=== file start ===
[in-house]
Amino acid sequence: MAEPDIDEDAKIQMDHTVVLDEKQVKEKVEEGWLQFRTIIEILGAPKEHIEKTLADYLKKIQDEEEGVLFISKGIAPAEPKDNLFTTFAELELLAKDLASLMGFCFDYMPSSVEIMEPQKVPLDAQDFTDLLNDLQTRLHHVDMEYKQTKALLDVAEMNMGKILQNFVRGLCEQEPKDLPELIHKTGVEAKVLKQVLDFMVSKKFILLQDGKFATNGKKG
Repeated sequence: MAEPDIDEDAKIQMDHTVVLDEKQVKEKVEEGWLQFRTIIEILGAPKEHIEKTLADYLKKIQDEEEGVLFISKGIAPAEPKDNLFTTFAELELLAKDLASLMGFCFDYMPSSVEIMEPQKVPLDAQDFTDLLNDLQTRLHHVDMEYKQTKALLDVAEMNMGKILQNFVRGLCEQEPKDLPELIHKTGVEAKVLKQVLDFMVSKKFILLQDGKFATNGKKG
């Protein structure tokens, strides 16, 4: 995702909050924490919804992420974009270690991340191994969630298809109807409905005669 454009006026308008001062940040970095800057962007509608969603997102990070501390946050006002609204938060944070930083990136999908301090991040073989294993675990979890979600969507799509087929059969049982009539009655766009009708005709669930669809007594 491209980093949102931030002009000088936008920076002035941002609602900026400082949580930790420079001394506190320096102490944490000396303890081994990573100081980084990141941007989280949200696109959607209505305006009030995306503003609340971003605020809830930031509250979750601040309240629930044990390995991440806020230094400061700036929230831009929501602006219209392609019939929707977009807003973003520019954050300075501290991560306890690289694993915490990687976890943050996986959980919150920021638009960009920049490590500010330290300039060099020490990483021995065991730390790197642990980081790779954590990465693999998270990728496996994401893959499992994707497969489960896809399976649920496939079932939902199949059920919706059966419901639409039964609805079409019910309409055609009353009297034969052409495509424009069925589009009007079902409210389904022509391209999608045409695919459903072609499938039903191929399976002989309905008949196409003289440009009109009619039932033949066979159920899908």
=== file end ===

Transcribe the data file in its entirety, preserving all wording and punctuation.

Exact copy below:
[in-house]
Amino acid sequence: MAEPDIDEDAKIQMDHTVVLDEKQVKEKVEEGWLQFRTIIEILGAPKEHIEKTLADYLKKIQDEEEGVLFISKGIAPAEPKDNLFTTFAELELLAKDLASLMGFCFDYMPSSVEIMEPQKVPLDAQDFTDLLNDLQTRLHHVDMEYKQTKALLDVAEMNMGKILQNFVRGLCEQEPKDLPELIHKTGVEAKVLKQVLDFMVSKKFILLQDGKFATNGKKG
Repeated sequence: MAEPDIDEDAKIQMDHTVVLDEKQVKEKVEEGWLQFRTIIEILGAPKEHIEKTLADYLKKIQDEEEGVLFISKGIAPAEPKDNLFTTFAELELLAKDLASLMGFCFDYMPSSVEIMEPQKVPLDAQDFTDLLNDLQTRLHHVDMEYKQTKALLDVAEMNMGKILQNFVRGLCEQEPKDLPELIHKTGVEAKVLKQVLDFMVSKKFILLQDGKFATNGKKG
């Protein structure tokens, strides 16, 4: 995702909050924490919804992420974009270690991340191994969630298809109807409905005669 454009006026308008001062940040970095800057962007509608969603997102990070501390946050006002609204938060944070930083990136999908301090991040073989294993675990979890979600969507799509087929059969049982009539009655766009009708005709669930669809007594 491209980093949102931030002009000088936008920076002035941002609602900026400082949580930790420079001394506190320096102490944490000396303890081994990573100081980084990141941007989280949200696109959607209505305006009030995306503003609340971003605020809830930031509250979750601040309240629930044990390995991440806020230094400061700036929230831009929501602006219209392609019939929707977009807003973003520019954050300075501290991560306890690289694993915490990687976890943050996986959980919150920021638009960009920049490590500010330290300039060099020490990483021995065991730390790197642990980081790779954590990465693999998270990728496996994401893959499992994707497969489960896809399976649920496939079932939902199949059920919706059966419901639409039964609805079409019910309409055609009353009297034969052409495509424009069925589009009007079902409210389904022509391209999608045409695919459903072609499938039903191929399976002989309905008949196409003289440009009109009619039932033949066979159920899908």